Juncker claimed, “Several of the recent terrorist attacks in the EU have shown how terrorists misuse the internet to spread their messages.”

In fact, the most serious terror incidents in Europe have been carried out by organisations or individuals known to the security agencies. A large number have been active in, and supportive of, the proxy forces used by the Western imperialist powers to pursue their geo-strategic aims in the Middle East and Africa.

While the proposed measures deal specifically with “terrorist” content—whose definition will be up to the censors—previous guidelines have used even broader categories of “extremist” or “grossly offensive” material to enforce its removal.

The now default resort to the threat of “terrorism” in order to justify draconian censorship by the authorities is a fraud. These measures have nothing to do with protecting Europe’s population from terror attacks. Rather, they are designed to gag them in the face of austerity, militarism and the build-up of right-wing forces across the continent.

Juncker’s call for unprecedented levels of internet censorship has overwhelming support in the European Parliament and the national parliaments of each EU member state. As the EU fractures under the impact of the global capitalist crisis, one thing its constituent governments agree on is the danger posed by rising social discontent and opposition in the working class. The European Commission’s proposals make clear they will spare no efforts in imposing authoritarian measures to suppress this development.

In April 2017, Ben Gomes, who is responsible for Google’s search engine, met with leading German politicians. Shortly afterwards, Google began censoring the World Socialist Web Site and other anti-war and progressive web sites.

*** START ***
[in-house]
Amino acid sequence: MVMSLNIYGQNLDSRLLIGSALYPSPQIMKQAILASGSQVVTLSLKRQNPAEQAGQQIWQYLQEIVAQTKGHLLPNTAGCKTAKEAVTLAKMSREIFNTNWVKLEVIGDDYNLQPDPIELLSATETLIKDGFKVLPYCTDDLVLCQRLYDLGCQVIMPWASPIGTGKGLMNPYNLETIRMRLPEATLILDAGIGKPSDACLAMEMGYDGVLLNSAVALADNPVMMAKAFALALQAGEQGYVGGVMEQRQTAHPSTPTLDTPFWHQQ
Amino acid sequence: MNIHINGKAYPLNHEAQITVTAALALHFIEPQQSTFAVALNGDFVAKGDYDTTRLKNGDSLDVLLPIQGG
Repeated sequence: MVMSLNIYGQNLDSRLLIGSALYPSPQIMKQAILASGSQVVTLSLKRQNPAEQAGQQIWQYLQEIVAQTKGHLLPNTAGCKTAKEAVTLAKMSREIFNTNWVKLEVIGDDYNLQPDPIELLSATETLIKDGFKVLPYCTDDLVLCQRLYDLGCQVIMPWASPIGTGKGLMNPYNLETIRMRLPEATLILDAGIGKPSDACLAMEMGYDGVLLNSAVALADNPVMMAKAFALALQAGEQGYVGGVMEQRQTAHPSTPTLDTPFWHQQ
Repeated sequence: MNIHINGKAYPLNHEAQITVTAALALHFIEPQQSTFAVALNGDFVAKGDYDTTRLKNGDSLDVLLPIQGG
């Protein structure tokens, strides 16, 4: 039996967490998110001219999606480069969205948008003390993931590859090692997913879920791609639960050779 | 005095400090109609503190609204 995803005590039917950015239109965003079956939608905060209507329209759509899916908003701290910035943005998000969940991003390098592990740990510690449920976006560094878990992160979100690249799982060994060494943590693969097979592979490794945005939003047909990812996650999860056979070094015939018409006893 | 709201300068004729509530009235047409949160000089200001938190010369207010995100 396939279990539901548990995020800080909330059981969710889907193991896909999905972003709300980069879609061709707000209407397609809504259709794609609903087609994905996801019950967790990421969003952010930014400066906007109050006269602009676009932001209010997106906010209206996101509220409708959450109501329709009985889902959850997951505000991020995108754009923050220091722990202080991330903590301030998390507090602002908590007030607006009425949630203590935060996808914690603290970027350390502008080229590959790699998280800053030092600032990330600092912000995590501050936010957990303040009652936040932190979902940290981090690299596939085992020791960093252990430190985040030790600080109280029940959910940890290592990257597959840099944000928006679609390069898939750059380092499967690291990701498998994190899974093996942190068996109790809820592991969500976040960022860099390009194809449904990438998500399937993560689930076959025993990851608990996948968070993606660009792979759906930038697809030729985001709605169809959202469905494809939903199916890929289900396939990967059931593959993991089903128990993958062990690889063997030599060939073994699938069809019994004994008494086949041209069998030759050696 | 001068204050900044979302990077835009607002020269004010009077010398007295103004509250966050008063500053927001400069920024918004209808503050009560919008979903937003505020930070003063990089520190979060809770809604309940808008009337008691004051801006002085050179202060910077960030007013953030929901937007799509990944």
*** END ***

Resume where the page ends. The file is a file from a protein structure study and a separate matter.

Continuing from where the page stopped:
In his April 25, 2017 blog post announcing the changes to Google’s algorithm, Gomes linked to the guidelines issued to the company’s evaluators, which made clear that its search engine should show results from sites presenting “alternative viewpoints” only if “the query clearly indicates the user is seeking an alternative viewpoint.”

Within two months, a manner consistent with this mechanism, many pages from the World Socialist Web Site were removed from search results.

In January of this year, the World Socialist Web Site issued an open letter calling for socialist, anti-war, left-wing and progressive web sites, organizations and activists to join an international coalition to fight internet censorship.

The WSWS explained, “Without access to alternative news and social media, workers in different countries will not be able to effectively coordinate their common struggles. Unfettered access to the Internet will facilitate the international unity of the working class in the global fight for socialism, democracy and equality.”

We urge everyone seeking to fight the grip of the technology monopolies and intelligence agencies over the internet to contact us and join the fight against censorship!